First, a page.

For a film not directed by Michael Bay, Teenage Mutant Ninja Turtles: Out of the Shadows somehow manages to showcase all the director’s myriad deficiencies and misguided proclivities. Exploitation of an intellectual property beloved by children 30 years ago? Check. Underdeveloped characters and blunt exposition? Check. Excessive explosions and incomprehensible spatial geography? Check and check. Egregious oversexualization of Megan Fox in the first 10 minutes? Well, you see where this is going.
For characters with three decades of history, our protagonists are woefully underdeveloped here, despite the extra attention they’re granted over the first film in this series. The original independent comic books that spawned the Turtles were created by Peter Laird and Kevin Eastman to be a tongue-in-cheek take on Frank Miller’s gritty reimagining of Marvel Comics’ Daredevil. While a blind lawyer beating up ninjas with his cane would seem to be an easy target for satire, the early TMNT books proved to be something far more personal, a deeply considered examination on adolescent ostracization and brotherhood. This film is not an adaptation of those stories. This isn’t even an adaptation of the popular late ’80s cartoon/pizza commercial. Instead, TMNT:OOTS feels more like an attempt to bring the action figure line based on the cartoon to the big screen, and if I wanted to watch someone act out an ill-conceived story with brightly colored toys, I would’ve spent more time with my nephew when he was growing up.
That said, this film and its 2014 predecessor were not conceived with me in mind — they were built for tweens. And therein lies the problem, because the film is too mature for its intended audience and too juvenile for anyone else. The language, sexuality and violence are all decidedly PG-13, but the lack of coherent narrative building would be more appropriate to a film aimed at audiences 8 and younger. Modern kids fare has become a delicate balancing act, engineered to appeal to young and old alike while offending no one in a quest for the fabled four-quadrant film. TMNT:OOTS fails to walk this razor’s edge and falls into the abyss of purposelessness. If Somerset Maugham had been responsible for writing this version of Leonardo and Donatello instead of Larry Darrell, his titular razor would’ve referred not to a verse from the Upanishads, but to the one he would’ve been compelled to employ in the slashing of his own wrists.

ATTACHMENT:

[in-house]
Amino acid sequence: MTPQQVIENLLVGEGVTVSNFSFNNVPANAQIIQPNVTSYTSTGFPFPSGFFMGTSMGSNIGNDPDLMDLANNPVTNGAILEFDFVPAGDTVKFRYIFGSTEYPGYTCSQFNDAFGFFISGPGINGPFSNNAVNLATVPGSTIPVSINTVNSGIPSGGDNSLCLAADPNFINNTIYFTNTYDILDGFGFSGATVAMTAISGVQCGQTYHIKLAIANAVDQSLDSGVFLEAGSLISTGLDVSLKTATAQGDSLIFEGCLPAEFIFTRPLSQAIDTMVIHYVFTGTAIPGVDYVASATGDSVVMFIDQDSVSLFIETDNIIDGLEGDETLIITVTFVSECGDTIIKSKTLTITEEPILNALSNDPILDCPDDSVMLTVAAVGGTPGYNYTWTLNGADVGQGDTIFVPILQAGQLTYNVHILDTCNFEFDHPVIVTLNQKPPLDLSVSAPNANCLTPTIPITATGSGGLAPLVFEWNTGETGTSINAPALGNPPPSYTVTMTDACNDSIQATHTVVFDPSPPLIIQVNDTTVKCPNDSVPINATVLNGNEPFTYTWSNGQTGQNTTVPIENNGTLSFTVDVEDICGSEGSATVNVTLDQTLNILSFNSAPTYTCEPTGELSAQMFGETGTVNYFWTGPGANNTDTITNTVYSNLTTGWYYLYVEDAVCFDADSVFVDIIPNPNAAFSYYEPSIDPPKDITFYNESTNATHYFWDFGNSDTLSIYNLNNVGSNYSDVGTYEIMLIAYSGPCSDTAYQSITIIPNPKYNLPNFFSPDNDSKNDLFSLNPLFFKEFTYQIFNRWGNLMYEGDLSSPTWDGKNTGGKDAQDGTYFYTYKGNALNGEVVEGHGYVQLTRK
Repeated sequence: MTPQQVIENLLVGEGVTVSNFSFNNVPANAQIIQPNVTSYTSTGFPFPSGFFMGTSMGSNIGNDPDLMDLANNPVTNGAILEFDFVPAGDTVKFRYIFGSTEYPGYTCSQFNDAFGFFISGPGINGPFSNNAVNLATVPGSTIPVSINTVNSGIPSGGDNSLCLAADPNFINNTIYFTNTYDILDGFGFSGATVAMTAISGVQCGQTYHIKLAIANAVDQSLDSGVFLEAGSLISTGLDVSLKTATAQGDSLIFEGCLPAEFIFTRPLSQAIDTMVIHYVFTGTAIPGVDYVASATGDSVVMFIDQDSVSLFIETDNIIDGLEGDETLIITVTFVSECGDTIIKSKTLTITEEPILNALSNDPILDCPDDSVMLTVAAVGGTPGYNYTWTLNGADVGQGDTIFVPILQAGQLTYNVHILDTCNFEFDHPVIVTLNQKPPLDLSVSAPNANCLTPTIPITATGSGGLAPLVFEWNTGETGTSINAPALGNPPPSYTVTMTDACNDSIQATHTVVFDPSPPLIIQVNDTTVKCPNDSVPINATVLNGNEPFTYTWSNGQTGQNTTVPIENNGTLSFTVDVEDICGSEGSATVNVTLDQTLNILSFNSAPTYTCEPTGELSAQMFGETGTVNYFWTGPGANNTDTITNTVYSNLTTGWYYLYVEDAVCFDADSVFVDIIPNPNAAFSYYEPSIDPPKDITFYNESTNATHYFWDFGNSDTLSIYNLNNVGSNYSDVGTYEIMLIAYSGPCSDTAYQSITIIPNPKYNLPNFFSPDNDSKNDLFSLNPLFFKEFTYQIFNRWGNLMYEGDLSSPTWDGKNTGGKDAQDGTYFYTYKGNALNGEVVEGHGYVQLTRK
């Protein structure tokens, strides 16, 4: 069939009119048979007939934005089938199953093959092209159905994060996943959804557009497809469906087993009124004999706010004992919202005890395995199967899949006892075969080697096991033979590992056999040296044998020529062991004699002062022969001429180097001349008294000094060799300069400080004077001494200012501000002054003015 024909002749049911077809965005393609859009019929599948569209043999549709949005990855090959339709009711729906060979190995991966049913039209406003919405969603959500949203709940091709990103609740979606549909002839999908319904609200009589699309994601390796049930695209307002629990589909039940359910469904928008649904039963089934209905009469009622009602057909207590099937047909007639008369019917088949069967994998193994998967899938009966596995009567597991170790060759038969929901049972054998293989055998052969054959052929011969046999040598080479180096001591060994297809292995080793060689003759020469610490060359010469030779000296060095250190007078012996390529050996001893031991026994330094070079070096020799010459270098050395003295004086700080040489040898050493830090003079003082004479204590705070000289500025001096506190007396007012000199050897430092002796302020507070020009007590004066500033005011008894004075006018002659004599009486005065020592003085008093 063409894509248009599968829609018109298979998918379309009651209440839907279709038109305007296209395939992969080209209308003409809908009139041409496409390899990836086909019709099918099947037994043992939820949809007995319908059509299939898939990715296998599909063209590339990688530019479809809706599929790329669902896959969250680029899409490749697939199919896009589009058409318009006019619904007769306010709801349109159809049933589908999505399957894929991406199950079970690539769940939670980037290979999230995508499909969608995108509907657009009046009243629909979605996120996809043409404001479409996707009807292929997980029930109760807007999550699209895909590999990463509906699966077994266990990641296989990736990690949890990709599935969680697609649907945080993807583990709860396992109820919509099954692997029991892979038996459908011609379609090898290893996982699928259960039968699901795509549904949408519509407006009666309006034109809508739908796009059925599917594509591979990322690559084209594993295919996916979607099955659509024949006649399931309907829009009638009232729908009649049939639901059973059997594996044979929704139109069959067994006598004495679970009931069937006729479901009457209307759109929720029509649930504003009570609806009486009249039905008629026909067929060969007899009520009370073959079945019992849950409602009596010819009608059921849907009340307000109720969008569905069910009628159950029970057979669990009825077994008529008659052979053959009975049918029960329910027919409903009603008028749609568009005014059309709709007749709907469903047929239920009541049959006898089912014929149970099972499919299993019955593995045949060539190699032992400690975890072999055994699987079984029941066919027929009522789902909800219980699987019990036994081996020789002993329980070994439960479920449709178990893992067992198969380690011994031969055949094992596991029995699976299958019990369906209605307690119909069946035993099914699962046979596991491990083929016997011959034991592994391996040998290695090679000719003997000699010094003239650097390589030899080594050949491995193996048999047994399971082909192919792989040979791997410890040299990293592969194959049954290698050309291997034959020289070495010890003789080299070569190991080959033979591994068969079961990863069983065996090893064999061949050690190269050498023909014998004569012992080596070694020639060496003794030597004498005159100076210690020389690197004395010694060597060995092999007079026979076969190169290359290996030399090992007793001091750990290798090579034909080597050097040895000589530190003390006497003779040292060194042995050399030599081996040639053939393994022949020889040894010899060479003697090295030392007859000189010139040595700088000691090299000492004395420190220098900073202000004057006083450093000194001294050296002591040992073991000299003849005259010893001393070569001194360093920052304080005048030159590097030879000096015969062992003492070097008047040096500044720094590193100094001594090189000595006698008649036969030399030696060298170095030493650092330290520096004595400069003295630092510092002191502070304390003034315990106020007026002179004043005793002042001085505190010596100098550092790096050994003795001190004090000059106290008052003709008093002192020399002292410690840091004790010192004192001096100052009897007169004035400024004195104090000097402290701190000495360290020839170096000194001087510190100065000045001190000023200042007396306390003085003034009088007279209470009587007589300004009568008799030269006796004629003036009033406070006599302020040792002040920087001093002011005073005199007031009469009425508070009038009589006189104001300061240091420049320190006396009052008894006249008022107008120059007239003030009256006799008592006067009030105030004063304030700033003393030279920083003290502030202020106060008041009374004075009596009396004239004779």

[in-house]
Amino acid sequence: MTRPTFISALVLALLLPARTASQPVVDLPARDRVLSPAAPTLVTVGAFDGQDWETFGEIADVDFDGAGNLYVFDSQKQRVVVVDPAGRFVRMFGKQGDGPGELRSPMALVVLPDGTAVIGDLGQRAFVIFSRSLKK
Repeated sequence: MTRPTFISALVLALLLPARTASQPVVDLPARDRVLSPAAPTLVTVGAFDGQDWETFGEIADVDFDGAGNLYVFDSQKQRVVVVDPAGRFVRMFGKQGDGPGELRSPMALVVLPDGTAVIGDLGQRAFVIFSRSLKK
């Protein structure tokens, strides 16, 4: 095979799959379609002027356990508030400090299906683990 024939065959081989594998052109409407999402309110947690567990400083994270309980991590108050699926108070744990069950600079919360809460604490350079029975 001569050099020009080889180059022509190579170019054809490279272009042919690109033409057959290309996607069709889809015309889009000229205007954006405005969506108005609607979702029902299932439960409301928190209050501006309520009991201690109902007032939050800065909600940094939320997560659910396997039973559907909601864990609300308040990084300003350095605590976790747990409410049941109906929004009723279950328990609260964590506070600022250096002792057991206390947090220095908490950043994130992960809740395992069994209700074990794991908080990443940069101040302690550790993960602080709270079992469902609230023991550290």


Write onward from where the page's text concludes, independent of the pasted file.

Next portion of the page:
While the script is often offensively nonsensical, the cast can’t escape its share of the responsibility for a film this bad. Megan Fox is every bit as soulless and vapid as ever, Will Arnett is utterly wasted, and how poor Laura Linney wound up in this film is anybody’s guess. Stephen Amell delivers a particularly weak performance but looks positively Brandoesque next to Fox’s flaccid attempt to sound like an officious TV news reporter in one of her character’s few noncheesecake scenes. Tyler Perry and pro wrestler Sheamus at least seem to be in on the joke, but their relentless hamming is too infrequently featured to provide a healthy distraction from two hours of turtle tedium. The voice and motion-capture actors portraying the central cast are competent but underwhelming and never imbue their CG avatars with anything remotely resembling personality or pathos. Fred Armisen, initially cast as Krang, was replaced at the last minute by Brad Garrett, and apparently Johnny Knoxville did not return to play Leonardo in this sequel, but in all honesty, I was too busy looking at my watch to take much notice. If we truly live in a world where Johnny Knoxville and Fred Armisen can afford to turn down roles while Laura Linney cannot, something has gone terribly wrong.
It’s difficult to determine who deserves the blame for this abomination, but there’s plenty to go around. Director Dave Green clearly favors spectacle over sensibility and, with only the similarly dismal Earth to Echo under his belt as a feature director, lacks the experience to express anything beyond the confines of Bay’s stylistic shadow. Returning writers Josh Applebaum and André Nemec clearly have their formula hammered out, if the aim of that formula is to do as little writing as possible before handing the script off to the animation team to have them fill in the blanks with action set-pieces. A brief scene in which Bay’s Transformers films were referenced left me quaking in terror that I might be looking at the inception of a “Michael Bay Shared Cinematic Universe,” a prospect that sent me into a cold sweat. When all’s said and done, a film is only as good as the sum of its parts, and this one is a Frankenstein’s Monster composed of gangrenous limbs and a murderous intent to drown small children, not in a pond, but in a sea of stupidity. Rated PG-13 for sci-fi action violence.
Playing at Epic of Hendersonville, Regal Biltmore Grande.